I wanted to do a crossing for years but couldn't quite face the idea of six days at sea. I finally took the plunge last July. After all, I can hardly claim to be an experienced cruise writer without a crossing under my belt -- it's a rite of passage. For an added challenge, I brought along my two-and-a-half-year-old twin boys.
Everyone said a crossing was not your typical cruise. For one thing, you actually wind up in a different continent without having to step aboard a plane. And of course, the Queen Mary 2, ushered into the world in early 2004 to enormous fanfare, is no ordinary ship. Mystique continues to surround the ship that the Queen of England herself christened. Considered the first true ocean liner built in more than 30 years, not to mention the longest and one of the fastest in the world, the QM2 is undeniably unique. Her raked stern decks and sharp bow are classics, though still, she's a modern mega ship. After all, the Cunard (tel. 800/728-6273; www.cunard.com) of today is part of a corporate giant, Carnival Corporation (tel. 800/327-9501; www.carnival.com), and that means synergies, efficiencies and economies of scale will always trump old-world tradition (for example, Cunard recently merged much of its operations and staff with Princess, so captains, for instance, now rotate between the two lines -- a move considered blasphemous by many hardcore Cunard fans).
Still, a crossing on the QM2 is as close as you'll get to what ship travel used to be like -- elegant, civilized and proper. The crossing vibe is low key, genteel and relatively quiet -- there are no loud announcements by pumped-up cruise directors, for example, just the captain reporting on the ship's position once a day. With no ports of call to contend with, nothing gets in the way of real, 100%, bona-fide relaxation. No waiting in line to sign up for a shore excursion or to attend a port talk, and no sweating it up on a bus tour or shuffling through a town swelled by thousands of cruise passengers visiting just for the day.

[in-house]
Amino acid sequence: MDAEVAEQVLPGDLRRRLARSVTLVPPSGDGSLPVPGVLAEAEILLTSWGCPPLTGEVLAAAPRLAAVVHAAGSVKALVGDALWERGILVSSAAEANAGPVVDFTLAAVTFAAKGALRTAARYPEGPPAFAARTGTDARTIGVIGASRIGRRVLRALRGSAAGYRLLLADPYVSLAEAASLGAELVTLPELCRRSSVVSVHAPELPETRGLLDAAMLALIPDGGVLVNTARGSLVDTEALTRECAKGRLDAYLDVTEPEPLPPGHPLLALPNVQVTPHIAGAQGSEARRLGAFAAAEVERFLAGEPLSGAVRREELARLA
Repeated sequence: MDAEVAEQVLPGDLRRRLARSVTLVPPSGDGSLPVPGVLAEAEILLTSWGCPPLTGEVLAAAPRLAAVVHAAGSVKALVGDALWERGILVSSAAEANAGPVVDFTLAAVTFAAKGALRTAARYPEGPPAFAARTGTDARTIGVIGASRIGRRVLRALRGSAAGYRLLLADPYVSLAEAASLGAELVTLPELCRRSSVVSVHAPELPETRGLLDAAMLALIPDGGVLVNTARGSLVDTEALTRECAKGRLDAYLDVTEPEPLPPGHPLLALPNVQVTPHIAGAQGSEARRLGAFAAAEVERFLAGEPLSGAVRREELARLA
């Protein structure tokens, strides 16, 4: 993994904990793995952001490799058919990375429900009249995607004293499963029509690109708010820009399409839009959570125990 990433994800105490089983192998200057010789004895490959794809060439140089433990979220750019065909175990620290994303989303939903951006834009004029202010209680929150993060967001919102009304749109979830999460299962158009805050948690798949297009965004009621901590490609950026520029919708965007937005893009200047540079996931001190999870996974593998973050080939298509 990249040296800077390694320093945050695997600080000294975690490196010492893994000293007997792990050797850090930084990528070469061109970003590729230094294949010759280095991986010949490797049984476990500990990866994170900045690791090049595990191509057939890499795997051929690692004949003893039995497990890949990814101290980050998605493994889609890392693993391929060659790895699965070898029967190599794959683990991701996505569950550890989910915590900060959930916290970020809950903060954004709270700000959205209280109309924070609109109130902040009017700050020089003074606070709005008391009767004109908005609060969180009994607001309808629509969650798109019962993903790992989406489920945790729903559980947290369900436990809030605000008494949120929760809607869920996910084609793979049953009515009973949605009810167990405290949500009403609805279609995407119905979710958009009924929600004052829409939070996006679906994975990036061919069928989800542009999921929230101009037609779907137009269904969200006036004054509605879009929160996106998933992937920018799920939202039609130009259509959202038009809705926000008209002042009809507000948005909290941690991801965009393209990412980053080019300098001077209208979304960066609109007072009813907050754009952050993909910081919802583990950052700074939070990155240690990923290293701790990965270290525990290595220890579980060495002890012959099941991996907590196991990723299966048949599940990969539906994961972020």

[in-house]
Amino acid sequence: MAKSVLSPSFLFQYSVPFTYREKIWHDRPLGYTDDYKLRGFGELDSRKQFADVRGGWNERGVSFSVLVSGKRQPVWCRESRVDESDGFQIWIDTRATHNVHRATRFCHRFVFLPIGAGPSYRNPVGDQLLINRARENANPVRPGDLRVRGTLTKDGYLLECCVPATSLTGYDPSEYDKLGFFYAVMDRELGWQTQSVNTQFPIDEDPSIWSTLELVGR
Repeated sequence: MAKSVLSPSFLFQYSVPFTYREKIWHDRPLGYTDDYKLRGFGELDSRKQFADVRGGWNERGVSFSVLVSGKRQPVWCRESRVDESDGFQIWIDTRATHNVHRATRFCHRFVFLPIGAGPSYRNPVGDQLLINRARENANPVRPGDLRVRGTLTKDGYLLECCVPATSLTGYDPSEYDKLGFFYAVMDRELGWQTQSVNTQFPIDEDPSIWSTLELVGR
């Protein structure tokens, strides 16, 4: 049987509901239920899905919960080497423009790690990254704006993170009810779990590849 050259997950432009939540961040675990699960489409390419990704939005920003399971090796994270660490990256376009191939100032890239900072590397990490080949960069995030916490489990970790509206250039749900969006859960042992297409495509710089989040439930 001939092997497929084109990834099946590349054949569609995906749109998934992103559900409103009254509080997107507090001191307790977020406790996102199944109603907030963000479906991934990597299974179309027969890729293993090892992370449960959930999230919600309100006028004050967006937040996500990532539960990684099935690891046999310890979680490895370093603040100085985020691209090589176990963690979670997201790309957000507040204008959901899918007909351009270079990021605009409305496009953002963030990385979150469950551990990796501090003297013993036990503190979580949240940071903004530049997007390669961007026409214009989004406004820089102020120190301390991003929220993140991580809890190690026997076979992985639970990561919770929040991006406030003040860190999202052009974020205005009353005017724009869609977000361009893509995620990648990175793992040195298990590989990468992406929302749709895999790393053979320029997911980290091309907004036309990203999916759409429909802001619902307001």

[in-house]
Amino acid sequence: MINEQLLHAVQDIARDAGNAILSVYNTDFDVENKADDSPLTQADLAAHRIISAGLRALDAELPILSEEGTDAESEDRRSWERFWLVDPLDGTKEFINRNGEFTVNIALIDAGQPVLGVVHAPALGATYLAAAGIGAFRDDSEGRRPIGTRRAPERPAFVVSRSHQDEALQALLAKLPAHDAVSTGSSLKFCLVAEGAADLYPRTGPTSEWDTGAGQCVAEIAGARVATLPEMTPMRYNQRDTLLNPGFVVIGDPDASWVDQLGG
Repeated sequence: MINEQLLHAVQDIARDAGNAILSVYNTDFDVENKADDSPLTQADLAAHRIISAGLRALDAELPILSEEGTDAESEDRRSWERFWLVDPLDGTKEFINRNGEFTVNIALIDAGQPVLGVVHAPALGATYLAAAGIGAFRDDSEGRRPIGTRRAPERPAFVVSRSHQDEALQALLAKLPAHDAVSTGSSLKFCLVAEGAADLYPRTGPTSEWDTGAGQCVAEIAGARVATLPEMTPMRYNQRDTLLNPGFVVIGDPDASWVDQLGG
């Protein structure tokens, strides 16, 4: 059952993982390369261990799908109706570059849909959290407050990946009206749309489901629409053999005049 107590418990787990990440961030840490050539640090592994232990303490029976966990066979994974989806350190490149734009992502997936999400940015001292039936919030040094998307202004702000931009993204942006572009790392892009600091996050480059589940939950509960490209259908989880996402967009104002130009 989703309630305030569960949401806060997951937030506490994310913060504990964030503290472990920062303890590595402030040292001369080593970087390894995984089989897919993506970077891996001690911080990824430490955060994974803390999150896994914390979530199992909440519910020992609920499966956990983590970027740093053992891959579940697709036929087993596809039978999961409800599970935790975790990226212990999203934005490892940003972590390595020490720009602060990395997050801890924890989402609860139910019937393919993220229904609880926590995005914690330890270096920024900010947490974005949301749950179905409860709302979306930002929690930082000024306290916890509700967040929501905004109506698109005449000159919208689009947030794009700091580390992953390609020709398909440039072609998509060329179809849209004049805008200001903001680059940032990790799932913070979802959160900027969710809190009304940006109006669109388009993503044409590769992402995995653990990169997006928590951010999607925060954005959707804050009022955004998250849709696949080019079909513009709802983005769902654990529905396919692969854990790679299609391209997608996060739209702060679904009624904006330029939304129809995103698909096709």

On a transatlantic crossing, the ship is the only destination. There's time for reading and writing and staring at the sea from the QM2's many public rooms that seemed to have been designed with long and leisurely crossing days in mind. Among the loveliest, is the retro high-ceilinged Chart Room with its green-glass art deco wall maps and 1940s-style furnishings. There's plenty of time to wander around the ship, to visit the wonderful library (that puts other ship's libraries to shame), to strike up conversations with other passengers (a mix of mostly Americans and British, both first-timers and dedicated Cunard repeaters), to take brisk walks in the fresh sea air around the ship's wide promenade deck, and to dawdle in stair landings and hallways to read the compelling museum-quality timelines of Cunard's history. Inviting idle strolls, the main public corridors on decks 2 and 3 are ultra-wide and uncluttered. Even when the ship is sailing at near capacity (about 3,000 passengers), as it was on my crossing, guests were dispersed around the ship.
No doubt, many were attending a lecture -- there are lots of them on a crossing. Some are part of Cunard's Oxford Discovery Programme, which draws speakers from Oxford University as well as other educational institutions. For example, Dr. Jane Shaw, a dean at Yale, was one of four Oxford speakers on my crossing. She teaches theology and history and spoke about how they relate to both America and the U.K. There are also acting workshops led by actors from Royal Academy of Dramatic Arts, plus lecturers like maritime historian and author John Maxtone-Graham, a frequent speaker. The man's a master storyteller and kept audiences riveted with his true tales of Titanic survivors and classic liners. Other guest lecturers have included author Harold Evans and comedienne John Cleese, among many others.